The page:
Why Live Award Shows Have High Value, Even When We Hate Them

Madonna accepts the award for top touring artist at the 2013 Billboard Music Awards. After cancelling the show in 2007, ABC revived it in 2011 and ratings are on the rise. i i

hide captionMadonna accepts the award for top touring artist at the 2013 Billboard Music Awards. After cancelling the show in 2007, ABC revived it in 2011 and ratings are on the rise.

Chris Pizzello/Invision/AP
Madonna accepts the award for top touring artist at the 2013 Billboard Music Awards. After cancelling the show in 2007, ABC revived it in 2011 and ratings are on the rise.

Madonna accepts the award for top touring artist at the 2013 Billboard Music Awards. After cancelling the show in 2007, ABC revived it in 2011 and ratings are on the rise.

Chris Pizzello/Invision/AP

Award shows are a booming business these days. Ratings have been climbing year by year, and networks are definitely paying attention — and packing their schedules to the brim.

There are at least 19 televised award shows airing between the start of the year and the broadcast of the Academy Awards on March 2.

"Networks love it because it's one of the few 'DVR-proof' programs out there," Matt Belloni, executive editor of The Hollywood Reporter, tells NPR's Arun Rath. "That's the buzzword in television right now — anything you put on that might be DVR-proof is going to be extra high value."

Belloni says the notion of live-event television has become even more important when you factor in social media.

"There are very few places in this splintered media universe where you can turn on your TV, watch something live, have something to talk about and then go on and start talking with people online," Belloni says.

A recent example Belloni points out is NBC's The Sound of Music Live! Though the production was widely slammed by reviewers, 18.5 million viewers tuned in.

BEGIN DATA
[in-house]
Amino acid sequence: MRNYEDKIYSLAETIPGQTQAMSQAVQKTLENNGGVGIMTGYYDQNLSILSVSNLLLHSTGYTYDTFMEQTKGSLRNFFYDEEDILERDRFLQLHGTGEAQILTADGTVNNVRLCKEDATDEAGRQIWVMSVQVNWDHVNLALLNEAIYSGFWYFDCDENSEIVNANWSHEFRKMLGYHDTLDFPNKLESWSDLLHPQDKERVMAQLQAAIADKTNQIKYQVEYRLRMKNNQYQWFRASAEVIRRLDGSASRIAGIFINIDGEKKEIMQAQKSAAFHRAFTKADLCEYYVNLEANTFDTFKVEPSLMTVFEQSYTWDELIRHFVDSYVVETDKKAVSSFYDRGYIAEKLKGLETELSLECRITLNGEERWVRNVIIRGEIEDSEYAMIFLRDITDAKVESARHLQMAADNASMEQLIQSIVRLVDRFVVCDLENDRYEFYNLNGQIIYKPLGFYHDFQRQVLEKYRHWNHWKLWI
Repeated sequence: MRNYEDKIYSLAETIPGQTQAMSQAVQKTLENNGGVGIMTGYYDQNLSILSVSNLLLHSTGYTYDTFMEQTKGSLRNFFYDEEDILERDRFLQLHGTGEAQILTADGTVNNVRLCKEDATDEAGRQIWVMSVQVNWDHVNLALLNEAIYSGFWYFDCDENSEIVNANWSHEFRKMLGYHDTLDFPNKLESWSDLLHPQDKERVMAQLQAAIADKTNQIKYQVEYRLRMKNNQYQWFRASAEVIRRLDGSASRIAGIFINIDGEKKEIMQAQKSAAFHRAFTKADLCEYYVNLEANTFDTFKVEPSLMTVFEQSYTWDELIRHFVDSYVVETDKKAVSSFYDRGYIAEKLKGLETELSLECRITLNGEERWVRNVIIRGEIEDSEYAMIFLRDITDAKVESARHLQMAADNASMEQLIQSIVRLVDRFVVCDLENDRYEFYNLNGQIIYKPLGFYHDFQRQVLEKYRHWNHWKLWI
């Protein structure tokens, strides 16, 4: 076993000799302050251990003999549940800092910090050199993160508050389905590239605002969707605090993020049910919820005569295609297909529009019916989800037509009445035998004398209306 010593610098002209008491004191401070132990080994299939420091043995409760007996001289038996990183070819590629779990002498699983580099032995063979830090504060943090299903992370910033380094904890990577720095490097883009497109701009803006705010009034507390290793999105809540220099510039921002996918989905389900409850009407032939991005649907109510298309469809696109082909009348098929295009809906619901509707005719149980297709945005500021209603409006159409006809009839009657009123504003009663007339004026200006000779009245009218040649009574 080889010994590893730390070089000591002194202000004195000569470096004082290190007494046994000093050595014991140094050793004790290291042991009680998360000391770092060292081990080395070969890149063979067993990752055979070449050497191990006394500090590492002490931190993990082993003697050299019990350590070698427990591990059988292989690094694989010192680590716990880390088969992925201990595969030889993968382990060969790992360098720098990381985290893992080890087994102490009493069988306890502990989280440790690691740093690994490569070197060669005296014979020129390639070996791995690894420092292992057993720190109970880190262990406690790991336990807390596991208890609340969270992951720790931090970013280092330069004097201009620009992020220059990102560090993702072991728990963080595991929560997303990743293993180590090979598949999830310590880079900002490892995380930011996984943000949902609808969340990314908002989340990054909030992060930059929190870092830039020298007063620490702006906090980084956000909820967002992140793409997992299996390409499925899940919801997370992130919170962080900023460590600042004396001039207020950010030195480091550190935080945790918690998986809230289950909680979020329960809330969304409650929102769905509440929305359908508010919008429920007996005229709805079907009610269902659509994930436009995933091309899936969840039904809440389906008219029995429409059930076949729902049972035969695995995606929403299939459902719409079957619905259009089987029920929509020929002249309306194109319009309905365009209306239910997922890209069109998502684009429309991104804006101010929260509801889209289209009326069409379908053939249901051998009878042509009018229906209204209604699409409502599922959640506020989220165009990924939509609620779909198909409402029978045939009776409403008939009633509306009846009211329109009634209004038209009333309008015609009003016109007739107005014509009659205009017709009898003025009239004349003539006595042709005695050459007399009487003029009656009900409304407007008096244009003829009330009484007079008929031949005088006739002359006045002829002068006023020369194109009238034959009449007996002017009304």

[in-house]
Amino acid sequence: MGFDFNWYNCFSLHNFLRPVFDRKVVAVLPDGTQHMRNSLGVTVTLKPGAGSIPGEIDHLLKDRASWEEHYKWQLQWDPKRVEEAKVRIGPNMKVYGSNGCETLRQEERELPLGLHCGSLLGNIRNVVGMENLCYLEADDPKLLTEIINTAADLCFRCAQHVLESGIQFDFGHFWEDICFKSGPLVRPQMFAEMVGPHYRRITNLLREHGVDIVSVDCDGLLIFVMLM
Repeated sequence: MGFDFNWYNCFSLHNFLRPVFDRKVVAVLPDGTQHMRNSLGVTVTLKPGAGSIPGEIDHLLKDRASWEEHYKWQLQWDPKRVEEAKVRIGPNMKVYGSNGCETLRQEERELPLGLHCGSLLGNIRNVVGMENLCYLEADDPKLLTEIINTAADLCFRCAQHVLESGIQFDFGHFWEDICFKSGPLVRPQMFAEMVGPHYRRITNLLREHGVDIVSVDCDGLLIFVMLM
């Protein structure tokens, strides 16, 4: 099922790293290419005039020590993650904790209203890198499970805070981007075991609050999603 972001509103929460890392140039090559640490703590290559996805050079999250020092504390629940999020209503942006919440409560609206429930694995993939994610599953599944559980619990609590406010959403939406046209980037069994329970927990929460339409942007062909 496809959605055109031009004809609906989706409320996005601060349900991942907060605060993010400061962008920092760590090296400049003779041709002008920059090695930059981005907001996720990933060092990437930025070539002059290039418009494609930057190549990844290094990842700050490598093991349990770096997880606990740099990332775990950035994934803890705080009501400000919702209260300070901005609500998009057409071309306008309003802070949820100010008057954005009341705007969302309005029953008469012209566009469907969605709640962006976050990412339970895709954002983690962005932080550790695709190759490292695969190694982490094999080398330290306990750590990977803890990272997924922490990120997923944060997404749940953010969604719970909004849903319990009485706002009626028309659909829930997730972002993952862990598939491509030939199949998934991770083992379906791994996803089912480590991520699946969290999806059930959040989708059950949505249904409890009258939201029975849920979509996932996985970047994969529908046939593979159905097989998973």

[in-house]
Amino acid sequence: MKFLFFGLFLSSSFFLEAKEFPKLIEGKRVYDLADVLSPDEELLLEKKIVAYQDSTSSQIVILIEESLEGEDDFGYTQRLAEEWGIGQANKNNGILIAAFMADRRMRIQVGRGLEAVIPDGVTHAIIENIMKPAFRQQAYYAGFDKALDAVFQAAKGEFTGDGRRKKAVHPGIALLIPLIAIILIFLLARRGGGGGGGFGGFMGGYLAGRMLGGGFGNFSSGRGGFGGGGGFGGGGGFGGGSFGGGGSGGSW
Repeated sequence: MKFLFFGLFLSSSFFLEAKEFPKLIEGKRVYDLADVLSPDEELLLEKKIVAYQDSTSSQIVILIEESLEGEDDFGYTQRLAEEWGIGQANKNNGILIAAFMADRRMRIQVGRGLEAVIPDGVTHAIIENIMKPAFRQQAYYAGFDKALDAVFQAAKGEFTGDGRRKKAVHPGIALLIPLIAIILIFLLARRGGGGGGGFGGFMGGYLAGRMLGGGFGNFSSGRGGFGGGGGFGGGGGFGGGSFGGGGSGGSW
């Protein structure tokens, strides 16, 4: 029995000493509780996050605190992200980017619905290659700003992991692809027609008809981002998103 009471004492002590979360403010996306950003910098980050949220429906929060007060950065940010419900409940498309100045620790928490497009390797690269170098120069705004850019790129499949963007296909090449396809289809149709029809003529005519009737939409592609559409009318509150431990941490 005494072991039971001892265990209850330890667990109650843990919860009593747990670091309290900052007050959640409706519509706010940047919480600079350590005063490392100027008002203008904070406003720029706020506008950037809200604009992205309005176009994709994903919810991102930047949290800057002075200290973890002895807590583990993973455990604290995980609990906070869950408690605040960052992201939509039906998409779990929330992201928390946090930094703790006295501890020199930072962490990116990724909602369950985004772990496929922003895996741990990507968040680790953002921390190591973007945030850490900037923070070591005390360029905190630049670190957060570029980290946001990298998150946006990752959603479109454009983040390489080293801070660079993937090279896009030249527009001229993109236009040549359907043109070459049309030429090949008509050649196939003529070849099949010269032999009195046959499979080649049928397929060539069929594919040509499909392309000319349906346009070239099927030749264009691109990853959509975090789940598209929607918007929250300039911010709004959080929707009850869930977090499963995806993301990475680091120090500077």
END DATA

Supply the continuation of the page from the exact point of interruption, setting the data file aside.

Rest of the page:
"There were a lot of people being very mean and snarky on Twitter and Facebook during that show," Belloni says. "But according to NBC, they're like, 'Who cares ... say as many mean things as you want, as long as you're paying attention.'

"I think that a lot of people are looking at what Sound of Music did, and they're saying, what's the equivalent there?"

And more live-event-style broadcasts are being born. Since 2011, Hallmark Channel has broadcast the Hero Dog Awards. Major networks are bringing in new televised awards and revitalizing old ones. In May, NBC will relaunch the American Comedy Awards, which ran on ABC from 1987-2001.

Another way networks are capitalizing on these award shows is by producing surrounding programming to generate even more buzz. Instead of a simple press conference to announce Grammy nominations, CBS broadcast The Grammy Nominations Concert Live!!

Still, sports rule the world of live television, with Sunday night football standing as the No. 1 rated show. Belloni says award shows capitalize on a demographic that sports may leave out.

"Award show appeal toward a more female demographic," Belloni says. "There's a reason why the Oscars are referred to as the Super Bowl for women."

Comments

 

Please keep your community civil. All comments must follow the NPR.org Community rules and Terms of Use. NPR reserves the right to use the comments we receive, in whole or in part, and to use the commenter's name and location, in any medium. See also the Terms of Use, Privacy Policy and Community FAQ.

Support comes from: